Gens de couleur (free people of color) became the core population of a third legally-recognized ethnicity, in tandem with white and Black, whose enhanced access to education via their white fathers’ patronage in turn made mixed-race women desirable mistresses for those seeking upward mobility. Often settling in the historically polyglot boundary neighborhoods of Rampart Street, Tremé, and the Faubourg Marigny, Creole women of color developed special skills in catering to the society upon whose “left hand” they stood, often accumulating extensive real estate holdings, which they bequeathed to their children. These neighborhoods of boundary-crossing cultural exchange, like the better-known site of Place Congo or Congo Square, a weekly working-class market just north of the Quarter, became the zones in which a new syncretic culture arose.
In turn, the social economics of French Quarter white/Black/mixed-race economic and social interchange, sometimes formalized through marriage or other long-term liaisons, unfolded in the expressive culture of the Quarter and of its ballrooms. Social dance was an essential meeting ground for music and movement synthesis, with Black or mixed-race musicians developing a syncretic repertoire and approach to dance music, which transformed the body vocabularies of those who danced to their music.
Though decried by President Jefferson’s foes as folly, the immediate impacts of his 1803 Louisiana Purchase upon New Orleans were social, linguistic, economic, and political. The Orleanais found themselves dealing with an influx of English-speaking “Americans” bringing new money, mercantile energy, and social and aesthetic models. Kentucky, for example, on the southwestern watershed of the Appalachians, was granted statehood in 1792, with a population by decade’s end that included Anglo-Scot immigrants who came through the Cumberland Gap, but also Indigenous, French, Spanish, and Melungeon (persons of African/Barbadian/Native American mixed-race identity) inhabitants. Settlers supplemented their farming income through export of wood via flatboats, which floated timber down the tributaries of the Ohio and thence down the Mississippi, “selling up” cargo and flatboat timbers at New Orleans. Kentuckians became notorious in New Orleans for their loudness, roughness, and drastically contrasting music and dance preferences.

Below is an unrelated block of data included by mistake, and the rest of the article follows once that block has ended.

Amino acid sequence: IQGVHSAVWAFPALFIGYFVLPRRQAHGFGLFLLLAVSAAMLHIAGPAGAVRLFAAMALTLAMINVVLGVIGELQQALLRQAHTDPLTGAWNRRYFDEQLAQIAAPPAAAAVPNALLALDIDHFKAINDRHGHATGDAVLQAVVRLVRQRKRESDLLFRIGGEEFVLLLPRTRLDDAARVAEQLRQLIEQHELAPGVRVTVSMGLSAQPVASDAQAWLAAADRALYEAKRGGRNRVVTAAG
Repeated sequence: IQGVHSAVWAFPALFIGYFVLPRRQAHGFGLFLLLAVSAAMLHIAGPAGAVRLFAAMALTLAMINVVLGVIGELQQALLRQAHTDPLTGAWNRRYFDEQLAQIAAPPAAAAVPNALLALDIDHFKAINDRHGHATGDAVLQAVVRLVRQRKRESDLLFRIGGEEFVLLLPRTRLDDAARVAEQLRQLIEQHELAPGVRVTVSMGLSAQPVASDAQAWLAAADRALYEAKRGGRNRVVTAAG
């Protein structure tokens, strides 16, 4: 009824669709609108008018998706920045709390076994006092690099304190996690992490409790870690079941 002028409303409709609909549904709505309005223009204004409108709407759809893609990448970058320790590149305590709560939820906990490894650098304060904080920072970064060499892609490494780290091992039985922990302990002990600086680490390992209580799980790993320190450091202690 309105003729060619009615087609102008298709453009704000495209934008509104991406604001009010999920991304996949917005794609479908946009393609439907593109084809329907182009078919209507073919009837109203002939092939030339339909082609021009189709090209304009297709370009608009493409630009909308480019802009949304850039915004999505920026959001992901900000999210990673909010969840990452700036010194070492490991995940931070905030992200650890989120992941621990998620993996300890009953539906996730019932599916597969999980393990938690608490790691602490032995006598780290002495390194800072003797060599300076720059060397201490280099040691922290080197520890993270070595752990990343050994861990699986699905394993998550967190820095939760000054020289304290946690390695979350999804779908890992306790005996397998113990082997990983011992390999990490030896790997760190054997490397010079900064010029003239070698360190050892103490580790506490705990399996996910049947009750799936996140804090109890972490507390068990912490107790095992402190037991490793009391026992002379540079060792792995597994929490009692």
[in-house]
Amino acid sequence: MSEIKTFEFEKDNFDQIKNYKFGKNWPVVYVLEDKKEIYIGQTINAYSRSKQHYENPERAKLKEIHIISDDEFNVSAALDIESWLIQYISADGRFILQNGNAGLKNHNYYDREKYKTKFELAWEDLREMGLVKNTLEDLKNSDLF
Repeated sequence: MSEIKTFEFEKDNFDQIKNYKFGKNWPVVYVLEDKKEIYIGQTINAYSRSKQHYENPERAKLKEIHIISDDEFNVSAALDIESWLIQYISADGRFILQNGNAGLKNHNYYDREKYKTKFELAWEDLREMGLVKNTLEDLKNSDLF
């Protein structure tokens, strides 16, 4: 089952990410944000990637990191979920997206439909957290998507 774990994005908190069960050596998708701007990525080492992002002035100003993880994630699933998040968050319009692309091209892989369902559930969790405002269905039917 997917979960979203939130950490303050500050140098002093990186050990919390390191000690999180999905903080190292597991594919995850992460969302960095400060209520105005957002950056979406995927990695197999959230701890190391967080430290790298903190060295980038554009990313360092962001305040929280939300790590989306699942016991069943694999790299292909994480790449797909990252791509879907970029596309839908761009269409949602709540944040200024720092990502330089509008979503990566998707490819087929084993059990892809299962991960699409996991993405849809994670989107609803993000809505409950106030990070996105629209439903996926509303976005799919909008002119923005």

Dance carried identity, even as identity itself was contested. The English contradance versus the contredanse française, or quadrille, found themselves at odds, and Governor Pierre-Clément de Laussat (1756-1835), whose tenure lasted only a few months (March–December 1803), described an occasion upon which, after dancers tampered with the mandatory rotation of two rounds of French contredanse—one of English country dance, and one of the Spaniards’ preferred waltz—“a brawl broke out.”